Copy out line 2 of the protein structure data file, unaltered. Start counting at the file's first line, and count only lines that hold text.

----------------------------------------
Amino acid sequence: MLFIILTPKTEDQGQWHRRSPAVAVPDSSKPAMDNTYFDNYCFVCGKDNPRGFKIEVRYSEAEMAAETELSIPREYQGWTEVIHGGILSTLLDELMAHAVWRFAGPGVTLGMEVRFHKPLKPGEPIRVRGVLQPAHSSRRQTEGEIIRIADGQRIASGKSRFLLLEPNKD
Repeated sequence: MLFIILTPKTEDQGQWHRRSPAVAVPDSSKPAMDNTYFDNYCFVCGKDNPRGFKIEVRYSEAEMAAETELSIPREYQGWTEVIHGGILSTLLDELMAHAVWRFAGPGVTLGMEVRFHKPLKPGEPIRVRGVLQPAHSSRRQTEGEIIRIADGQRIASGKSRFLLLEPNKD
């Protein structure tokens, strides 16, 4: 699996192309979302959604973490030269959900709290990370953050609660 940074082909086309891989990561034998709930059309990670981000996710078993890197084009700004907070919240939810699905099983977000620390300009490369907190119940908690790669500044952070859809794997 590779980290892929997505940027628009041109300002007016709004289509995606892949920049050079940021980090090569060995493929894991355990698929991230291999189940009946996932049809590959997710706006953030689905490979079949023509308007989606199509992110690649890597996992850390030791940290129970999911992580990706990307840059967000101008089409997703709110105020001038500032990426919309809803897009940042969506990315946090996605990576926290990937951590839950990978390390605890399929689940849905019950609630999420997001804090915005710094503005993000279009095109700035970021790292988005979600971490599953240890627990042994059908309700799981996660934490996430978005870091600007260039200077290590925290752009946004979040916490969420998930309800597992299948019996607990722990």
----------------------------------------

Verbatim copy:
Repeated sequence: MLFIILTPKTEDQGQWHRRSPAVAVPDSSKPAMDNTYFDNYCFVCGKDNPRGFKIEVRYSEAEMAAETELSIPREYQGWTEVIHGGILSTLLDELMAHAVWRFAGPGVTLGMEVRFHKPLKPGEPIRVRGVLQPAHSSRRQTEGEIIRIADGQRIASGKSRFLLLEPNKD